Accomplished actor of the big and small screens James Garner passed away on Saturday night at his home in Los Angeles at the age of 86. The actor best known for his roles on the 1950s Western television series Maverick and the 1970s detective show The Rockford Files died of natural causes, his publicist told The New York Times.
Condolences have been flooding in from the many actors who worked Garner over the course of his 50-year career in Hollywood. “My heart just broke,” Sally Field told The Hollywood Reporter in a statement. “There are few people on this planet I have adored as much as Jimmy Garner.” Others shared their memories via Twitter.
RIP James Garner. Admired by all who knew him. When starring in Grand Prix the people around F1 said he had the talent to be a pro driver
— Ron Howard (@RealRonHoward) July 20, 2014
Comedy, drama. Movies and TV movies. Did series when it wasn’t cool and made them iconic. Never stooped to “acting! ” James Garner: my hero. — Rob Lowe (@RobLowe) July 20, 2014
— Jim O’Heir (@JimOHeir) July 20, 2014
Garner was nominated for an Academy Award for his role opposite Sally Fields in the 1985 romantic comedy Murphy’s Romance and won an Emmy in 1974 for his role as the tough-but-funny detective Jim Rockford. Garner was from the Hollywood stock that lived to work, playing a huge variety of roles across movies and television.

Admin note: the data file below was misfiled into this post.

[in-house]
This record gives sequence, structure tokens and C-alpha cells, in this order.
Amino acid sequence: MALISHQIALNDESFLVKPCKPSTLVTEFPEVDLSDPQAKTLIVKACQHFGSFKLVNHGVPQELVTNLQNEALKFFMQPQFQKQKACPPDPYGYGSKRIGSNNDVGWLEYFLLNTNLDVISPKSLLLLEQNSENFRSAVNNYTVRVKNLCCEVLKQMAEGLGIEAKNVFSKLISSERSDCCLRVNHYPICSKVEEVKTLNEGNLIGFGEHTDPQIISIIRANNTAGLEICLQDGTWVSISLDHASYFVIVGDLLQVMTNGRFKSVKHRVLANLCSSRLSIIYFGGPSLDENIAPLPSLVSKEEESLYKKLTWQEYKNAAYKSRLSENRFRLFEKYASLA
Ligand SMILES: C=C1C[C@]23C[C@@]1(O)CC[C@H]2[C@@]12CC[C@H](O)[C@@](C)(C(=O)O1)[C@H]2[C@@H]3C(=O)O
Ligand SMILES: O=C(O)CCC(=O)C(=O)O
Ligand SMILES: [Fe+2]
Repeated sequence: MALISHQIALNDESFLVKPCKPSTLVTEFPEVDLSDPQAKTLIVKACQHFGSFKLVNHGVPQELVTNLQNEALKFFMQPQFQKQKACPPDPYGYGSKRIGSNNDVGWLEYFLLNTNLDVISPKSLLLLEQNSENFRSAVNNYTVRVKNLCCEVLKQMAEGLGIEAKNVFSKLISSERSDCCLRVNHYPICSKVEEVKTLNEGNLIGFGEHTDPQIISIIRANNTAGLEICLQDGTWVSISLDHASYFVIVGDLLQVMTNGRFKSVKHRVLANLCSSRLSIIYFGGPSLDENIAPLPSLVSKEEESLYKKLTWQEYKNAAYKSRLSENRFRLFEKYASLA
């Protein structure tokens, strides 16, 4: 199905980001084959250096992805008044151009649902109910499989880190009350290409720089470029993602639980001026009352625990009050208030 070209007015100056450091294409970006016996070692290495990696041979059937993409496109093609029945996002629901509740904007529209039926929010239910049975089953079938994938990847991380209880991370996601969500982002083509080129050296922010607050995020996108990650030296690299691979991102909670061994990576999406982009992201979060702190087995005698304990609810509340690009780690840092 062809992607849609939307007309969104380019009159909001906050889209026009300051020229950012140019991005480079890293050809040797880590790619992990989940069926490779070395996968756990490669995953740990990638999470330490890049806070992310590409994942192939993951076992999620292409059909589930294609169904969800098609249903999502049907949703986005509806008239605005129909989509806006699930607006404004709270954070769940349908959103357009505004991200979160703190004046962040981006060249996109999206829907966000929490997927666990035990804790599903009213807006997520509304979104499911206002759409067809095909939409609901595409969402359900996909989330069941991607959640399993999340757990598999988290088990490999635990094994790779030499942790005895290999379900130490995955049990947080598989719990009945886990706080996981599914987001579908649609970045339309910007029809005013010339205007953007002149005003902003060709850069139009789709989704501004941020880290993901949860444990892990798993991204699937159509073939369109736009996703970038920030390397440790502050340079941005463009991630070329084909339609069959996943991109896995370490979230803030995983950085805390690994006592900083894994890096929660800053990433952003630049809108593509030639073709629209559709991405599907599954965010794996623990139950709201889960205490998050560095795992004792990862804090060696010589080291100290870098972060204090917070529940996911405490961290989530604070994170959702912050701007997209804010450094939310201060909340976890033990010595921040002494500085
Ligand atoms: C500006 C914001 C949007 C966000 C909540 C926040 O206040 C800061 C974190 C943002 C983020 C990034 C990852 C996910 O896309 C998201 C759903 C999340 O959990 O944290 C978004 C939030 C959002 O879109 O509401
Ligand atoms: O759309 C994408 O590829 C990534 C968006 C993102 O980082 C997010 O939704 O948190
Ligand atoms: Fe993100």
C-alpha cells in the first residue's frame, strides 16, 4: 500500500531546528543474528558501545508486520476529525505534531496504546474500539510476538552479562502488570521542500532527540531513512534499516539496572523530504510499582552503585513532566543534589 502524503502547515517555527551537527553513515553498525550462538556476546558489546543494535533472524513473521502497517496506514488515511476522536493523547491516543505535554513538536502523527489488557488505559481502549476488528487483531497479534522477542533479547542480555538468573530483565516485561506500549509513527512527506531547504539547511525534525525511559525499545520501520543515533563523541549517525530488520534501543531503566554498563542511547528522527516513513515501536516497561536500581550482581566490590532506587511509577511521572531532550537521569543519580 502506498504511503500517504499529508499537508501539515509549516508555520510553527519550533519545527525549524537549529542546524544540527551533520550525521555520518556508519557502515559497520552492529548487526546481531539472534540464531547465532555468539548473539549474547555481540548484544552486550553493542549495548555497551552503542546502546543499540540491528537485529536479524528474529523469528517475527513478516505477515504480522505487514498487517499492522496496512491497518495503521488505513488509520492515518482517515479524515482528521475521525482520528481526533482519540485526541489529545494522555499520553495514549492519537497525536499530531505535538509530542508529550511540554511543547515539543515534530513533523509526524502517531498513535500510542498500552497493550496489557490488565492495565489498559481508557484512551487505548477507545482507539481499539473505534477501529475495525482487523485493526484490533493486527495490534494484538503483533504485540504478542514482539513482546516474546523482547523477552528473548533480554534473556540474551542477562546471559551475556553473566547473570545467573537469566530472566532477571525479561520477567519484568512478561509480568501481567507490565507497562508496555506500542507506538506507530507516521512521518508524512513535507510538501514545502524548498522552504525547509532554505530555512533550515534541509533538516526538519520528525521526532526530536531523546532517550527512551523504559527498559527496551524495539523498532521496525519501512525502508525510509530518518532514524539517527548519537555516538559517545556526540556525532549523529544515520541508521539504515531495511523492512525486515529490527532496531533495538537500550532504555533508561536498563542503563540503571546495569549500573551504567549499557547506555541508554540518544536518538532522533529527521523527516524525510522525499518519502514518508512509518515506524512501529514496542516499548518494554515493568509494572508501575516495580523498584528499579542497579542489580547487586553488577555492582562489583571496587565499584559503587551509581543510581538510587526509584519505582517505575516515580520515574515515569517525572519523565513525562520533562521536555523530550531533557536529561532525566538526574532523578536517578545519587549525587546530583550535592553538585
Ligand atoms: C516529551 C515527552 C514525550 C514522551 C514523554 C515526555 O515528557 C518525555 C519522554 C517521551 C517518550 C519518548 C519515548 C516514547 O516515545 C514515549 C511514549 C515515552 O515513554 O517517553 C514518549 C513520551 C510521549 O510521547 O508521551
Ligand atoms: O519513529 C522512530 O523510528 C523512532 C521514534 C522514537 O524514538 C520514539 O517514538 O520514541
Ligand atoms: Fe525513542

Garner’s career began with the Western comedy series Maverick, on which he played the gambler Bret Maverick between 1957 and 1960. He left the show in 1960 after a dispute with Warner Bros. and launched a successful film career during the 1960s. Garner starred in The Children’s Hour with Audrey Hepburn and Shirley McClaine, The Thrill of It All and Move Over, Darling with Doris Day, The Great Escape with Steve McQueen, and The Americanization of Emily with Julie Andrews.
In the 1970s, television writer Roy Huggins had the idea to recreate the successful Maverick in a modern private detective setting, resulting in the series The Rockford Files. His work on the show earned Garner a reputation as one of the hardest-working actors in Hollywood, as he stayed after long hours on the set and worked through injuries received from performing his own stunts. Rockford was in part a parody of the typical noir private eye, a tough guy who ended up taking more punches than he gave. “An understated comic actor, he was especially adept at conveying life’s tiny bedevilments,” said the NYT obituary.
In recent years, Garner has continued working, most famously playing the older version of Ryan Gosling’s character in the beloved 2004 romance The Notebook. Garner also published his memoirs in 2011. He is survived by his wife, Lois Clarke, their daughter, Gretta, and Lois’ daughter from a previous marriage, Kimberly.
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